Social Enterprise for Health, Brazilian Style
By David J. Olson
RIO DE JANEIRO, Brazil — One is poised to become the condom market leader in Brazil, with 40 variants in its Prudence condom line. Its newest offering features the flavor and scent of caipirinha, the iconic Brazilian cocktail made from cachaça, lime and sugar. DKT believes it prevented over 9,000 HIV infections in 2013.
Another rescues the poorest and unhealthiest children from the urban slums of Rio de Janeiro, Sâo Paulo and other cities, and nurses them – and their families – back to health. Since its creation, an estimated 50,000 people have benefitted from its work.
They are very different global health organizations, with very different operating models, but both call themselves social enterprises, Brazilian style, and both were created in 1991.
Brazil has become a kind of hub of the social enterprise world. In 2012, the Social Enterprise World Forum was held there. And I’m reading more articles, like this one, which claims that social enterprise is becoming the norm, “a really valid option proposed for anyone wanting to start or grow a business in Brazil.”
So in March, on a trip to Brazil, I visited both organizations to find out what brand of social enterprise they are.
Last year, I wrote about this organization (Saúde Criança means “child health”) founded by Dr. Vera Cordeiro in Rio de Janeiro. It has developed a unique methodology that attempts to break the devastating cycle of disease-hospitalization-discharge-misery-disease experienced by many young children in the favelas (slums) of Brazil.
Saúde Criança identifies children and their families living below the poverty line. They are interviewed and assessed by Saúde Criança. Based on this information, a “family action plan” is developed for each family with objectives and indicators in the areas of health, citizenship, housing, education and income generation. To tackle these five areas, the program offers direct assistance, technical support, professional training, support programs and citizenship.
It is obvious that Saúde Criança produces short-term benefits for the family including improved health, an increase in income and better housing. But it was not known whether these effects were ephemeral or sustainable until last year when Georgetown University conducted the first rigorous evaluation of Saúde Criança. The evaluation found large and sustained gains across the five themes of Saúde Criança’s approach including a 90 percent decrease in hospitalization and a near-doubling of household income.
Saúde Criança now has 10 organizations in its social franchise network and another 11 using its methodology. Belo Horizonte, one of the largest cities in Brazil, has adopted its methodology and made it public policy. Dr. Cordeiro believes its methodology can be adapted to other countries in South America and elsewhere.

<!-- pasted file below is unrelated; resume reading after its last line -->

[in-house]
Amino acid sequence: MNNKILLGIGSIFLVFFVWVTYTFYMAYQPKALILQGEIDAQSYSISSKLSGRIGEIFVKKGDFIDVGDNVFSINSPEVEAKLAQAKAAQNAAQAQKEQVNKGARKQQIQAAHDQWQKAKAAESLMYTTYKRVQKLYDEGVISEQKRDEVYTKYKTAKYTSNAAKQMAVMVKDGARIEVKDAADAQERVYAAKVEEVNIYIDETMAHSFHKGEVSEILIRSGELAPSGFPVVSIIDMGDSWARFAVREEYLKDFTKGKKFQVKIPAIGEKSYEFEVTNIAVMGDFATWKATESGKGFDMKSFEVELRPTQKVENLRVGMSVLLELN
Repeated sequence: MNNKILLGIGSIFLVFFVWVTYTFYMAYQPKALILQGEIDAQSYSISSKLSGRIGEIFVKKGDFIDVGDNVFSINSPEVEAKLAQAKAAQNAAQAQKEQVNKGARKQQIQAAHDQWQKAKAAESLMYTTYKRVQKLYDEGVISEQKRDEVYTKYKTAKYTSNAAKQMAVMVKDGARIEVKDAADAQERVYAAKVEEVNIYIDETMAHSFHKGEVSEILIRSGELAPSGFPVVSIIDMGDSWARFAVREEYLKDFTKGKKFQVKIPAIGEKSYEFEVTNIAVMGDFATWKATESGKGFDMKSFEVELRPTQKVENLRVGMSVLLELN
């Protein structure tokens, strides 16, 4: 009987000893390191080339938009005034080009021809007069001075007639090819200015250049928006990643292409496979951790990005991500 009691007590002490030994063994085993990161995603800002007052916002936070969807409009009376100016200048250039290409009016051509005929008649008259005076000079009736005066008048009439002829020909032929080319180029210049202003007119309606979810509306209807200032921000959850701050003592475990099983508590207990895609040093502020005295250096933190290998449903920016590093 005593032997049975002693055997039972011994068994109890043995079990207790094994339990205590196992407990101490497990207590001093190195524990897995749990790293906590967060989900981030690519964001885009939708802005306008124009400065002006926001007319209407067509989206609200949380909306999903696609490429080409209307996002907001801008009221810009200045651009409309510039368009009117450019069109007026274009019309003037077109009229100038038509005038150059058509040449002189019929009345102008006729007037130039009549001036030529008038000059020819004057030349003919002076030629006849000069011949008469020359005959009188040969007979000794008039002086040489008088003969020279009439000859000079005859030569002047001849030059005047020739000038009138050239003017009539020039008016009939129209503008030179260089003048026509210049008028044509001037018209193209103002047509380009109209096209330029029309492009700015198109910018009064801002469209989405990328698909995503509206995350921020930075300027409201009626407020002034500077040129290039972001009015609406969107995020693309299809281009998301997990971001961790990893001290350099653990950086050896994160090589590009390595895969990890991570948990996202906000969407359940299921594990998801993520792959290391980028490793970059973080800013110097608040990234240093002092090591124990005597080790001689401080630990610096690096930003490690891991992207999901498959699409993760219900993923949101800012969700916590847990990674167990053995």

“Saúde Criança has now reached the point where the spread of its approach is gaining momentum,” said Bill Drayton, president of Ashoka. “This is the arc of the world’s truly excellent social entrepreneurs.”
Saúde Criança is dependent on its diversified funding coming from Brazilian and international companies, social entrepreneur organizations and individual donations but has a plan to sell its consultancy services to generate revenues and become more financially self-sufficient.
In its 23 years of existence, DKT Brazil has transformed itself from a charity entirely dependent on international donors to a social enterprise dependent only on its own marketing savvy.
When DKT Brazil was launched in 1991 as a condom social marketing organization, it received major funding from the U.S. Agency for International Development and other donors. But it was forced to become financially sustainable in 2003 when it lost its USAID funding.
Today, it is 100% financially sustainable. All of its products make money, and yet all of them are also within the contraceptive affordability index, which dictates that the cost of contraception should be less than 1% of a family’s annual income. In fact, its cheapest condom is only 0.22%. Even its most expensive brand does not reach 0.5%.
I first reported on DKT Brazil in an article on their ground-breaking efforts to use sexy advertising to sell condoms. They know this works as their share of the Brazilian condom market has increased to 21% in 2012. The new caipirinha condom is only the latest in a long line of flavored, scented and specialty condoms.
In 2013, DKT Brazil apparently became the first company to sponsor Carnaval for a social purpose.
Daniel Marun, country manager of DKT Brazil, based in Sâo Paulo, has a simple definition of social enterprise: “ Having a sustainable social impact without depending on anyone else.”
Clearly, DKT Brazil has achieved that goal, and even generated funds to start a new social marketing program in Mozambique. Furthermore, the approach has been shown to be replicable elsewhere, as DKT programs — including Indonesia, Philippines and Turkey — have already achieved financial sustainability.
Saúde Criança and DKT Brazil are very different types of social enterprises. Although neither gets funding from traditional donors, DKT Brazil has already achieved financial sustainability; Saúde Criança has a ways to go before it achieves that goal. But both can serve as useful models of social enterprise for other organizations in Brazil and other countries around the world.